Storing Tall Boots

I received an email the other day from Stephanie who wrote:

Recently I purchased my first pair of good leather boots and am interested in how best to care for them, particularly when they are not on my feet. It seems there are three choices: hanging, standing, or in a box (with many choices in how to do each). What do you do with yours?

Good question… here are my thoughts based on my own experience on storing tall boots.

1.  Short-term storage

If the boots are worn fairly often — about once a week or more — then don’t plan to store them. Instead, all you want to do is retain shape. Stuffing the boots with wads of kraft paper will do that. Then you can hang them, as I do, which will help keep the shape in the ankles by not having the weight of the shafts continue to press down on the ankles and cause more sagging. Hanging in a well-ventilated area that has good light (but not direct sunlight) is really the best way to go, but if space is limited, you can just store them stuffed with kraft paper and they’ll be okay. Ventilation and light (part of the day) is important to keep down the chances of mold growth. Mold loves “dark and damp” on fibrous products (leather is a fibrous product) — so avoid both.

2.  Long-term storage

For example, you may want to store a pair of equestrian boots that are worn only during the riding season. Now that it is winter in the U.S., the boots will not be worn again until Spring. If this is the case, do this: a) clean off any residual dirt and grime with a damp cloth. If the boots have been worn in areas where mold is prevalent (such as in an arena, grassy area, etc.), then get Lysol (or similar) disinfectant wipes and wipe the boots with the disinfectant wipe as the final cleaning. Do not spray boots with Lysol, as the alcohol in the Lysol will dry out the leather. But you want to remove any mold spores that may remain on the boots. Pay special attention to the area where the sole is sewn to the foot, and places such as under straps, harness rings, and boot pulls.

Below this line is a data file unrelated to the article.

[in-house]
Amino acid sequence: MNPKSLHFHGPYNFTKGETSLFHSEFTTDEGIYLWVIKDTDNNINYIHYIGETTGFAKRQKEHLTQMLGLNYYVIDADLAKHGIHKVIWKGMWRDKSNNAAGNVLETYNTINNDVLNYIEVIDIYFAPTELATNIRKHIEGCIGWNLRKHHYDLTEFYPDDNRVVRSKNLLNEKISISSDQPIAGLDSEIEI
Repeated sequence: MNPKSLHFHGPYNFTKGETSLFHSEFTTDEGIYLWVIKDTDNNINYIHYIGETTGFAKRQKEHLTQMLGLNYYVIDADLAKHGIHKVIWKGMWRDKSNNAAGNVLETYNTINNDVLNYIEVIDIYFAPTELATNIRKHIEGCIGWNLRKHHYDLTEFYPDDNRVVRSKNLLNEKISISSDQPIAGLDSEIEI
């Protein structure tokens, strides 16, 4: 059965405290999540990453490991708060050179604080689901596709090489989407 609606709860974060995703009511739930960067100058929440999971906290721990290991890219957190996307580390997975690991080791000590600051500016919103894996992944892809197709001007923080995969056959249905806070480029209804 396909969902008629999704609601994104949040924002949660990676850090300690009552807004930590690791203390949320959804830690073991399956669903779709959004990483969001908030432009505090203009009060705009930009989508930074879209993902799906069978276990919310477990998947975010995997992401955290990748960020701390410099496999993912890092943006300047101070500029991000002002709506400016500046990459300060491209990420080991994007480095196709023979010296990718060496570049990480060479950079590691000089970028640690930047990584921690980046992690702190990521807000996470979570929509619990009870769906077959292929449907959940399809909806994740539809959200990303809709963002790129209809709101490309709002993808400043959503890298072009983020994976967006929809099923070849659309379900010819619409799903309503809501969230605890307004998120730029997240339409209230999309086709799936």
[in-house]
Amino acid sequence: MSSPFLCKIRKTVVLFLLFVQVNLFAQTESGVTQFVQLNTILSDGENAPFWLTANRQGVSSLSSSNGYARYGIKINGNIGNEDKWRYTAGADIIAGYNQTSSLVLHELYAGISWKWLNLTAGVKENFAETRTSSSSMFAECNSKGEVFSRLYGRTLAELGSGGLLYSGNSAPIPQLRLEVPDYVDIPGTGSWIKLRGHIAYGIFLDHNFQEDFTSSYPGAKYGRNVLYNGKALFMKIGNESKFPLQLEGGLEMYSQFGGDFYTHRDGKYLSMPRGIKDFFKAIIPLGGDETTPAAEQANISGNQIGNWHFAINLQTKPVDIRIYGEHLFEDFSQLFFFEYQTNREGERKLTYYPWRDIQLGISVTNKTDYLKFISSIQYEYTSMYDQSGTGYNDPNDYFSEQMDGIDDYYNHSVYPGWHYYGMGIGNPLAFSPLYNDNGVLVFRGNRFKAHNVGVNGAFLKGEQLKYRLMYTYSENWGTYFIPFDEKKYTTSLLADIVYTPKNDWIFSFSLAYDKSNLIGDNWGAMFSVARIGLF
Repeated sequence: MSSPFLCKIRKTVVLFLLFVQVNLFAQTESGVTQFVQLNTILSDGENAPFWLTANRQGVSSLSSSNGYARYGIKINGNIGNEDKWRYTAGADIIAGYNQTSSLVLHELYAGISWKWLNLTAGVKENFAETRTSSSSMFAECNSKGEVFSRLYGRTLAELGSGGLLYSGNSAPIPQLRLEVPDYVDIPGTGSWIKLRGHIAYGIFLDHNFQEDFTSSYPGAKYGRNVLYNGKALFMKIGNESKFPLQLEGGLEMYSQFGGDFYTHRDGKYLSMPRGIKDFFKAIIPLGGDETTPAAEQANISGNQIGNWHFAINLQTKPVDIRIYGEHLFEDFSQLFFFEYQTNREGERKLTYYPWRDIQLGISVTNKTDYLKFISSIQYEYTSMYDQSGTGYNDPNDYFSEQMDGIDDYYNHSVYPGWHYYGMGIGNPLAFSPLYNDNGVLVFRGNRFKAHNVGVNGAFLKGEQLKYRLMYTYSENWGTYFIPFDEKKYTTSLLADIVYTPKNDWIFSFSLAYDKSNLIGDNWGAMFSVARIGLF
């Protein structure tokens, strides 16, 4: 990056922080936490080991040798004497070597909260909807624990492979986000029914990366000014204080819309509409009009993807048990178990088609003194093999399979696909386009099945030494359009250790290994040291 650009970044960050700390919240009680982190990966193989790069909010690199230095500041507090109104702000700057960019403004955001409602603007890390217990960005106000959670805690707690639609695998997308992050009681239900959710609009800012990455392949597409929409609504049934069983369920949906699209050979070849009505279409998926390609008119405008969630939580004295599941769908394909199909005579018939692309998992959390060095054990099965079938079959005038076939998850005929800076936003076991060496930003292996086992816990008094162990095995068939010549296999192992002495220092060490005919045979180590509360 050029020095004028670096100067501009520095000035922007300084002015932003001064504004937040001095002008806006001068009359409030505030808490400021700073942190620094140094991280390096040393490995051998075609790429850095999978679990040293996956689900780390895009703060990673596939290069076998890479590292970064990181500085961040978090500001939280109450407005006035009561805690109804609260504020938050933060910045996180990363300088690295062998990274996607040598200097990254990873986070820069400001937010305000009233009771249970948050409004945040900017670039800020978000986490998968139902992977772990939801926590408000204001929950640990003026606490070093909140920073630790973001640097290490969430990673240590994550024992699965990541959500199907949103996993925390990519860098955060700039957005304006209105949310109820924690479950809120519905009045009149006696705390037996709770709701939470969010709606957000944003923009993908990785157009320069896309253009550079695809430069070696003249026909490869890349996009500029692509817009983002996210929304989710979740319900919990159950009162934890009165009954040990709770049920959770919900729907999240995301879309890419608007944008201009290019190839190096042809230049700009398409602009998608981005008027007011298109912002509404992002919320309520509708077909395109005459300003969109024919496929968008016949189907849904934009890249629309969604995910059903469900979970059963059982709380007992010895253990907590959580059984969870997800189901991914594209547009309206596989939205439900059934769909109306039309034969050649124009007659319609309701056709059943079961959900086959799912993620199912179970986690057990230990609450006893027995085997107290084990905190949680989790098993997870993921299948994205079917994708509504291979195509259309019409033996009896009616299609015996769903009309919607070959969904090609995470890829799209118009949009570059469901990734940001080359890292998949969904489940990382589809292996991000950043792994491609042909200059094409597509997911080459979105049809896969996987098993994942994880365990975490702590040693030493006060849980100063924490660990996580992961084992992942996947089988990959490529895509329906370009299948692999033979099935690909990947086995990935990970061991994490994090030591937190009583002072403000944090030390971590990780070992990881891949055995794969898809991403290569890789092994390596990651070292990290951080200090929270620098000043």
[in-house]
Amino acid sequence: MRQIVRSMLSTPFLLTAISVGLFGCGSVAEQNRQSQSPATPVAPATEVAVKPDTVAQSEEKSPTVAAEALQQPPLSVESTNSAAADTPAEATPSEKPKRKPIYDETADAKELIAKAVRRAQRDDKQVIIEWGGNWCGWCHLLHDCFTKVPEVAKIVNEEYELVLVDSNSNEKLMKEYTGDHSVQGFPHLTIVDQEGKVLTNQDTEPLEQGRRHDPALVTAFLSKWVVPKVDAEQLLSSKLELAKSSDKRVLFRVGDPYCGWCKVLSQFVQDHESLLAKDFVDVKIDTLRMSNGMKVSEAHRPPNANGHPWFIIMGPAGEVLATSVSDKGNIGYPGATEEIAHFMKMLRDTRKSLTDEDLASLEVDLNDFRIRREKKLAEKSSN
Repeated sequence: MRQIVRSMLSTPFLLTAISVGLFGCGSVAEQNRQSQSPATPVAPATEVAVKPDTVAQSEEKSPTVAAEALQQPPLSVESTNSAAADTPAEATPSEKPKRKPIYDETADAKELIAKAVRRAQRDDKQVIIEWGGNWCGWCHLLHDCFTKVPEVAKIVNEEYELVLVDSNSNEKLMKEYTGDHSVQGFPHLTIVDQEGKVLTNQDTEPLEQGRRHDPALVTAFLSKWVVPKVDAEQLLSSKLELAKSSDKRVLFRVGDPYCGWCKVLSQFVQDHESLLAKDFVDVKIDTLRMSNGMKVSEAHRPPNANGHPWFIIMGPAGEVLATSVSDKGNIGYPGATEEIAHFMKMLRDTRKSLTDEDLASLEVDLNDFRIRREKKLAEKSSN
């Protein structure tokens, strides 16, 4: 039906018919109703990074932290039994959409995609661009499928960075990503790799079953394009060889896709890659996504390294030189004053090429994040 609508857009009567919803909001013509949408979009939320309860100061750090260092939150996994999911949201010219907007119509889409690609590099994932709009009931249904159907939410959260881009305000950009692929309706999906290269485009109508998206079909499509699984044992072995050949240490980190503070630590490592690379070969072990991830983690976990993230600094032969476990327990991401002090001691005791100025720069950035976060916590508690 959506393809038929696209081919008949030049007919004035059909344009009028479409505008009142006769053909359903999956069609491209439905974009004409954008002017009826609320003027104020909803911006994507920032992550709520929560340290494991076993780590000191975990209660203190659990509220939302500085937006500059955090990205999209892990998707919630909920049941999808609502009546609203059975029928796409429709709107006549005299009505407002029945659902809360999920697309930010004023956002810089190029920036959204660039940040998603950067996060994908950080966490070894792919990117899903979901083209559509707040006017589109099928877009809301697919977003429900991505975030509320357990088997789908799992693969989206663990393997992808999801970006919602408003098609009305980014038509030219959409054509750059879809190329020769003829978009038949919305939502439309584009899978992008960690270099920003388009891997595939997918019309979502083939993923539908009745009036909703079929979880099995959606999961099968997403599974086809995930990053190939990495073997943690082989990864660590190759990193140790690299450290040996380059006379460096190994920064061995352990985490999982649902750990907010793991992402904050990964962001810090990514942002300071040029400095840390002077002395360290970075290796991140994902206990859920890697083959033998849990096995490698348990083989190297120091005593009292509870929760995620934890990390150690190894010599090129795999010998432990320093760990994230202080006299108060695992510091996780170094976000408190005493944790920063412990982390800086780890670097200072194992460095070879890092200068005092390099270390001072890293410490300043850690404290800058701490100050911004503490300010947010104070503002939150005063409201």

When the boots are clean, give them a good polishing using a good shoe polish such as Kiwi brand, Bick 4, or the like. After polishing, let the boots stand in a well-ventilated area for about a day so the residual vapors from volatile chemicals in the polish can dissipate.

Then get some brown kraft paper (like is used for wrapping boxes to ship in the mail.) Wad up the kraft paper and place them inside the boots. Don’t put too much paper in or pack tightly. Air needs to circulate. But put enough in to keep the shape of the boots. Wrap the boots in tissue paper, and put them in a box. Do not seal the box with tape (as sealing a box can trap humidity inside the box, making an environment suitable for mold growth. Also, do not put the boots in plastic bags — again, plastic traps water vapor and makes a great environment for mold to grow. I also recommend kraft paper and tissue paper, as these materials are not made from an acid process, and are less likely to damage your boots than newspaper, which is very acidic.

These are my recommendations on storing tall boots.  For more information on boot storage suggestions, see this blog post and the tutorial that I wrote on Hotboots.com.

Life is short:  care for your boots!